Turkish cuisine originated in Asian settlements, long before the country we now know as Turkey was formed. History says that Turkey was created in the 11th century, as Seljuk Turks, who were part of a dynasty that ruled regions of Asia and the Middle East migrated onto the land. Others believe that Turkey was formed when the Ottomans reunited its people after the Mongol invasion, during the 13th century.
Either way, we know that from the 11th century, Turkish cuisine was molded by its position, both geographically and in terms of power. Turkey, which straddles both the Anatolian and Balkan peninsulas, meant the migrating Turks had new ingredients, including herbs from the highlands, and olives from the west. It was during this period of fusion that the foundation of Turkish cuisine was born, with its use of meat, dairy, vegetables, and grains. Along with newly attained cooking methods like stuffing vegetables, and the use of skewers to grill meat over open fires. As Turkey took shape, more fruits, vegetables, and fish, native to the region were introduced to its growing cuisine.
Perfecting Turkish Cuisine
During the rule of the Ottoman Empire, which began in 1299 and ended in 1922, an Imperial Kitchen was established in Topkapı Palace, Istanbul. The Imperial Kitchen covered several buildings and housed over a thousand staff, including many hundreds of chefs who were specialists in certain dishes. It was during this period that new dishes were created through experimentation and often perfected over time. Their aim was to create new culinary sensations for Ottoman royalty. These creations would then filter down to the people during events such as Ramadan. This tradition was carried forwards into Southern Russia, and Northern Africa.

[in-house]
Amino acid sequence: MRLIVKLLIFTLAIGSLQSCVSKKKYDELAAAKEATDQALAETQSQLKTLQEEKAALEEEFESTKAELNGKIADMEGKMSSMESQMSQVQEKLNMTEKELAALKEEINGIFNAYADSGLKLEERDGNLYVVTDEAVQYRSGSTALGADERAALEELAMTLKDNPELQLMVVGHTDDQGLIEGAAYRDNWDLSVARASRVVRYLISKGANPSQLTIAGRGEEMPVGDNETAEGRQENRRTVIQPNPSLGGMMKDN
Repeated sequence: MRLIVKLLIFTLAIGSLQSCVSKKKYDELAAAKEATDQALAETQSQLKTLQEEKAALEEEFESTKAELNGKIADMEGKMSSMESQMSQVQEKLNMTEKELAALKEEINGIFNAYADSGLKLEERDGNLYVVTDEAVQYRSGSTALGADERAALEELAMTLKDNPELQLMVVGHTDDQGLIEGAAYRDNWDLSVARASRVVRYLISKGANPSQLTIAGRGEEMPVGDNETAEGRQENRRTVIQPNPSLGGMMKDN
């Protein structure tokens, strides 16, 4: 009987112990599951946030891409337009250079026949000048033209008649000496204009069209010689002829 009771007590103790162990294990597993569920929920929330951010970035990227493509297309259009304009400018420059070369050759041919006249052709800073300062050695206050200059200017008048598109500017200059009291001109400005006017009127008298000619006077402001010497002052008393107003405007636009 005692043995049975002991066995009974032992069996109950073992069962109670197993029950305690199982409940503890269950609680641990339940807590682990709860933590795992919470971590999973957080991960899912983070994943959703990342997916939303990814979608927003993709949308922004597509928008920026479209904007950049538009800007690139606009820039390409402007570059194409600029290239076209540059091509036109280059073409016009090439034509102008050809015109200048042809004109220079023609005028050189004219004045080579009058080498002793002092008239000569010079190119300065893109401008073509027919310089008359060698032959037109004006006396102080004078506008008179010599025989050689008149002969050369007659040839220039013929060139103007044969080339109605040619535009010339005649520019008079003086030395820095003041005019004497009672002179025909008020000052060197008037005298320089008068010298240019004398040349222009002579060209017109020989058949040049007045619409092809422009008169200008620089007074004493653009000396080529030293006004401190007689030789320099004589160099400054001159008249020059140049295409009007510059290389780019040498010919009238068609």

This focus on food meant Turkey became the main hub between Europe and Asia along the Silk Road, an ancient trade network that lasted 130 BCE to 1453 CE (Common Era), and connected regions from across the world in commerce. It’s through this fusion of ingredients and dedication to cooking mastery that Turkish cuisine is not to be missed.
Favorite Traditional Dishes
Menemen: A traditional Turkish breakfast consisting of eggs, tomato, and green peppers, cooked in olive oil with white cheese. It is served with pide, a Turkish flatbread.
Dolma: A stuffed or rolled vegetable filled with grains, ground meat, other vegetables, and rice. Stuffed vegetables could include peppers or tomatoes. Rolled vegetables include cabbage or eggplant.
Baklava: A sweet dish made from layers of filo pastry, filled with chopped nuts and sweetened with syrups, frosting, or honey. The dish was historically served by Sultans every 15th of the month in a ceremony called Baklava Alayı.
Turkey shares a border with Bulgaria, Syria, Iraq, Iran, Azerbaijan, and Georgia.